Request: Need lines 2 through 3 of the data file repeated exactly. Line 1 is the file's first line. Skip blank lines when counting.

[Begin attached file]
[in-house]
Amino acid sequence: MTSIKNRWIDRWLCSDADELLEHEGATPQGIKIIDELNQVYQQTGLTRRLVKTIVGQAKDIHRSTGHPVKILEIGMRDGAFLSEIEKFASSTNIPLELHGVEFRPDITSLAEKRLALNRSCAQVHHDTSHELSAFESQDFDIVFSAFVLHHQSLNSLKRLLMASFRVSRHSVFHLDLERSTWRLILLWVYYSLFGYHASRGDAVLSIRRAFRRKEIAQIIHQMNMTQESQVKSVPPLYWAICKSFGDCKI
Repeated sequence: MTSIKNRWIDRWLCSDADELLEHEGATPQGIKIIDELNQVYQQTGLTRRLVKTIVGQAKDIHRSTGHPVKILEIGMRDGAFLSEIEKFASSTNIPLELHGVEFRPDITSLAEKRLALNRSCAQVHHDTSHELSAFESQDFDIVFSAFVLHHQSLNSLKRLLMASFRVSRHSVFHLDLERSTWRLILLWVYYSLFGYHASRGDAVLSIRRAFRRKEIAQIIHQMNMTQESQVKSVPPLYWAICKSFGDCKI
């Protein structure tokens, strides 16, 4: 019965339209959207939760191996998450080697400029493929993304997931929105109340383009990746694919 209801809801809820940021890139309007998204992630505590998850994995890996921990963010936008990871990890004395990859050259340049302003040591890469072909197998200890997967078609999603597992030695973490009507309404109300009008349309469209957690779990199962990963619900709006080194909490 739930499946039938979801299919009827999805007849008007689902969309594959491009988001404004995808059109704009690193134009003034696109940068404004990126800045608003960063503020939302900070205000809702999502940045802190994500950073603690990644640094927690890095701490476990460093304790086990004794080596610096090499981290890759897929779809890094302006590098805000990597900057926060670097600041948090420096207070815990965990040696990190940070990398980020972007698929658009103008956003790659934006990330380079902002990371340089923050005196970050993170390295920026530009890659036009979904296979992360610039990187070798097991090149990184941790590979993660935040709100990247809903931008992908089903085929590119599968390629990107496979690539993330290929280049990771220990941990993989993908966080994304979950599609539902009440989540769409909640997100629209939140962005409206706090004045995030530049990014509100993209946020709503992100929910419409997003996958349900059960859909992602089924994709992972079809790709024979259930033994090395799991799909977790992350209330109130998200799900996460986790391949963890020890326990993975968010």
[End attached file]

Amino acid sequence: MTSIKNRWIDRWLCSDADELLEHEGATPQGIKIIDELNQVYQQTGLTRRLVKTIVGQAKDIHRSTGHPVKILEIGMRDGAFLSEIEKFASSTNIPLELHGVEFRPDITSLAEKRLALNRSCAQVHHDTSHELSAFESQDFDIVFSAFVLHHQSLNSLKRLLMASFRVSRHSVFHLDLERSTWRLILLWVYYSLFGYHASRGDAVLSIRRAFRRKEIAQIIHQMNMTQESQVKSVPPLYWAICKSFGDCKI
Repeated sequence: MTSIKNRWIDRWLCSDADELLEHEGATPQGIKIIDELNQVYQQTGLTRRLVKTIVGQAKDIHRSTGHPVKILEIGMRDGAFLSEIEKFASSTNIPLELHGVEFRPDITSLAEKRLALNRSCAQVHHDTSHELSAFESQDFDIVFSAFVLHHQSLNSLKRLLMASFRVSRHSVFHLDLERSTWRLILLWVYYSLFGYHASRGDAVLSIRRAFRRKEIAQIIHQMNMTQESQVKSVPPLYWAICKSFGDCKI